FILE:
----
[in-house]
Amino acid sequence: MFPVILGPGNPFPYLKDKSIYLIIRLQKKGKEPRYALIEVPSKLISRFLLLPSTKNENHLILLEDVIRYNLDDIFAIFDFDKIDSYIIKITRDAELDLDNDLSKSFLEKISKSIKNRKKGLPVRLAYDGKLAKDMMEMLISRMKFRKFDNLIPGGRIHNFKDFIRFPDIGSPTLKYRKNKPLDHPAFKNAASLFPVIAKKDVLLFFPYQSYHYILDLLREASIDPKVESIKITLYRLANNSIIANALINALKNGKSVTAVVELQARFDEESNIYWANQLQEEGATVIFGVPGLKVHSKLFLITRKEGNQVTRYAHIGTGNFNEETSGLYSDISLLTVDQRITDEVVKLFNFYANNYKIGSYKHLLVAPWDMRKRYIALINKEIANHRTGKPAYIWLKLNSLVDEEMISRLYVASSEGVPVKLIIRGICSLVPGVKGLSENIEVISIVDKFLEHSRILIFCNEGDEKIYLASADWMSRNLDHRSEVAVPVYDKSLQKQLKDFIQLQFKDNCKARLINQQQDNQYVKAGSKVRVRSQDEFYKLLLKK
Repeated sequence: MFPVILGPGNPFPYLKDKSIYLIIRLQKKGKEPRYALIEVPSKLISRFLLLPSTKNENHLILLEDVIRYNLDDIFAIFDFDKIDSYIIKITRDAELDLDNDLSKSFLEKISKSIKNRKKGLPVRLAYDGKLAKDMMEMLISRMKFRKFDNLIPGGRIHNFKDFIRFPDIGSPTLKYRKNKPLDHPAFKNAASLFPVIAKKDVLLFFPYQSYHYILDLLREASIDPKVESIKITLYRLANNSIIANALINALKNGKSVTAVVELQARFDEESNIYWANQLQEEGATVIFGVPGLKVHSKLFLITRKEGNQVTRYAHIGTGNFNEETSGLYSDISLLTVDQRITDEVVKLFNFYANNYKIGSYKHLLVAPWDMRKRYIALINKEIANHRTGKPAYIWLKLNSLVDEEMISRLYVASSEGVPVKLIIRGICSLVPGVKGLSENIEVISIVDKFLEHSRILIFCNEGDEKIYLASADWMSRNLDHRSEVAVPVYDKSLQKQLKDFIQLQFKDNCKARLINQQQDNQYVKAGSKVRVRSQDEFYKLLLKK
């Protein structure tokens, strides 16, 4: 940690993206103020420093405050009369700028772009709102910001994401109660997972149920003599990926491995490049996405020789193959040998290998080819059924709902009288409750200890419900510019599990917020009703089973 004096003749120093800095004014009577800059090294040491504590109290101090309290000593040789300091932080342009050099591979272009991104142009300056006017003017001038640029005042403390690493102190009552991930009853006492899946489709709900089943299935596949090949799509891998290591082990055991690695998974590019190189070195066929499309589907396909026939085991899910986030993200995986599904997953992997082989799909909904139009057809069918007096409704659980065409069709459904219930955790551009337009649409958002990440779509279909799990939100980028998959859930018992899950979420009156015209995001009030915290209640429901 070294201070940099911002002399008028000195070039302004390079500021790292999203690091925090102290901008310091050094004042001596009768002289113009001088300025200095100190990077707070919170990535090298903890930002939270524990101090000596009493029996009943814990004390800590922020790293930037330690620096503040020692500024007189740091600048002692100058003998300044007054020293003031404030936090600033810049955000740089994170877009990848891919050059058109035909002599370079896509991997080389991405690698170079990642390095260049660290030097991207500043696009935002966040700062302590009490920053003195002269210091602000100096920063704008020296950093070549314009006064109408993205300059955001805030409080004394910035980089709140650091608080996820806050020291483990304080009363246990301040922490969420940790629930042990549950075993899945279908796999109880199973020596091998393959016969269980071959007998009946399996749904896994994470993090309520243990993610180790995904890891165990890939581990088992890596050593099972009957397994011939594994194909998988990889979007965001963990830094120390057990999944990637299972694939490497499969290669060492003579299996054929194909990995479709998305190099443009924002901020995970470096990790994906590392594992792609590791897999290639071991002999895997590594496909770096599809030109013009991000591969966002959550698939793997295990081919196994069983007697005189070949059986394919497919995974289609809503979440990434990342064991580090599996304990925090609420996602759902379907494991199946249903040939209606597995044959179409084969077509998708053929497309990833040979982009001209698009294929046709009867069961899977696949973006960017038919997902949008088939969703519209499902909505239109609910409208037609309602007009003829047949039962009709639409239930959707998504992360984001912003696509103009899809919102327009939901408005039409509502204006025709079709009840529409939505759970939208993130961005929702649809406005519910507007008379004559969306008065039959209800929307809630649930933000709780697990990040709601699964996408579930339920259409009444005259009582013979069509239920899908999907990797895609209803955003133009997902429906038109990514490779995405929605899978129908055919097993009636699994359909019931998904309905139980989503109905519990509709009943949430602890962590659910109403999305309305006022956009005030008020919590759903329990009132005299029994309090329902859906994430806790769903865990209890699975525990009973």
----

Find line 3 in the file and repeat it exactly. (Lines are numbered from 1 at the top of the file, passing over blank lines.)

Repeated sequence: MFPVILGPGNPFPYLKDKSIYLIIRLQKKGKEPRYALIEVPSKLISRFLLLPSTKNENHLILLEDVIRYNLDDIFAIFDFDKIDSYIIKITRDAELDLDNDLSKSFLEKISKSIKNRKKGLPVRLAYDGKLAKDMMEMLISRMKFRKFDNLIPGGRIHNFKDFIRFPDIGSPTLKYRKNKPLDHPAFKNAASLFPVIAKKDVLLFFPYQSYHYILDLLREASIDPKVESIKITLYRLANNSIIANALINALKNGKSVTAVVELQARFDEESNIYWANQLQEEGATVIFGVPGLKVHSKLFLITRKEGNQVTRYAHIGTGNFNEETSGLYSDISLLTVDQRITDEVVKLFNFYANNYKIGSYKHLLVAPWDMRKRYIALINKEIANHRTGKPAYIWLKLNSLVDEEMISRLYVASSEGVPVKLIIRGICSLVPGVKGLSENIEVISIVDKFLEHSRILIFCNEGDEKIYLASADWMSRNLDHRSEVAVPVYDKSLQKQLKDFIQLQFKDNCKARLINQQQDNQYVKAGSKVRVRSQDEFYKLLLKK